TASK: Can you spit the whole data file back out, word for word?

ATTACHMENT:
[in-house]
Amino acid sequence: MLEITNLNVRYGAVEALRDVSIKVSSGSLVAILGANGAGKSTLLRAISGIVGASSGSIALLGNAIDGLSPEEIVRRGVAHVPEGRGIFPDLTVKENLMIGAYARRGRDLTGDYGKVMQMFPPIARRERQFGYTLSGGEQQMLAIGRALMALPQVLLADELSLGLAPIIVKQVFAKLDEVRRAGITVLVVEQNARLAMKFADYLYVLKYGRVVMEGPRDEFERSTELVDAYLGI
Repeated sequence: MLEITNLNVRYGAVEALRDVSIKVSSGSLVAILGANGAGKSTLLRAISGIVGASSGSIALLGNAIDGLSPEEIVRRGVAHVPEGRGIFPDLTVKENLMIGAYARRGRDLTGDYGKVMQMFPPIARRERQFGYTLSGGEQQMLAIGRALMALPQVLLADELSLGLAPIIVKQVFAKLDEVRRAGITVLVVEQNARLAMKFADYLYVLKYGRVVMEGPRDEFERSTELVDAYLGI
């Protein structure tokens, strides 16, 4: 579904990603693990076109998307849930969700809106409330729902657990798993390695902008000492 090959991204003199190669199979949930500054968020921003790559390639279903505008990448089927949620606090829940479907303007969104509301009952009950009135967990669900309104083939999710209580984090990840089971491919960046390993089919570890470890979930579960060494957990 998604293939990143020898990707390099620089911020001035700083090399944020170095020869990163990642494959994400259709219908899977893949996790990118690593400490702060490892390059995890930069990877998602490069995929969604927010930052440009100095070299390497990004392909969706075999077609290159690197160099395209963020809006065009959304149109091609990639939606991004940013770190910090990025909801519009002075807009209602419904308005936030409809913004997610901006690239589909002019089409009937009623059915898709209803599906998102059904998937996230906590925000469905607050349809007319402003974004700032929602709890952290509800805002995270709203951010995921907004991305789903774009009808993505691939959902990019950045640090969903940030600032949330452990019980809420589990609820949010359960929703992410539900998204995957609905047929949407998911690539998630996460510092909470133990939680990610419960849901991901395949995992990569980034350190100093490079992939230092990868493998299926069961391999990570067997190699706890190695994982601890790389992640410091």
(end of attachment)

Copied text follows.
[in-house]
Amino acid sequence: MLEITNLNVRYGAVEALRDVSIKVSSGSLVAILGANGAGKSTLLRAISGIVGASSGSIALLGNAIDGLSPEEIVRRGVAHVPEGRGIFPDLTVKENLMIGAYARRGRDLTGDYGKVMQMFPPIARRERQFGYTLSGGEQQMLAIGRALMALPQVLLADELSLGLAPIIVKQVFAKLDEVRRAGITVLVVEQNARLAMKFADYLYVLKYGRVVMEGPRDEFERSTELVDAYLGI
Repeated sequence: MLEITNLNVRYGAVEALRDVSIKVSSGSLVAILGANGAGKSTLLRAISGIVGASSGSIALLGNAIDGLSPEEIVRRGVAHVPEGRGIFPDLTVKENLMIGAYARRGRDLTGDYGKVMQMFPPIARRERQFGYTLSGGEQQMLAIGRALMALPQVLLADELSLGLAPIIVKQVFAKLDEVRRAGITVLVVEQNARLAMKFADYLYVLKYGRVVMEGPRDEFERSTELVDAYLGI
């Protein structure tokens, strides 16, 4: 579904990603693990076109998307849930969700809106409330729902657990798993390695902008000492 090959991204003199190669199979949930500054968020921003790559390639279903505008990448089927949620606090829940479907303007969104509301009952009950009135967990669900309104083939999710209580984090990840089971491919960046390993089919570890470890979930579960060494957990 998604293939990143020898990707390099620089911020001035700083090399944020170095020869990163990642494959994400259709219908899977893949996790990118690593400490702060490892390059995890930069990877998602490069995929969604927010930052440009100095070299390497990004392909969706075999077609290159690197160099395209963020809006065009959304149109091609990639939606991004940013770190910090990025909801519009002075807009209602419904308005936030409809913004997610901006690239589909002019089409009937009623059915898709209803599906998102059904998937996230906590925000469905607050349809007319402003974004700032929602709890952290509800805002995270709203951010995921907004991305789903774009009808993505691939959902990019950045640090969903940030600032949330452990019980809420589990609820949010359960929703992410539900998204995957609905047929949407998911690539998630996460510092909470133990939680990610419960849901991901395949995992990569980034350190100093490079992939230092990868493998299926069961391999990570067997190699706890190695994982601890790389992640410091």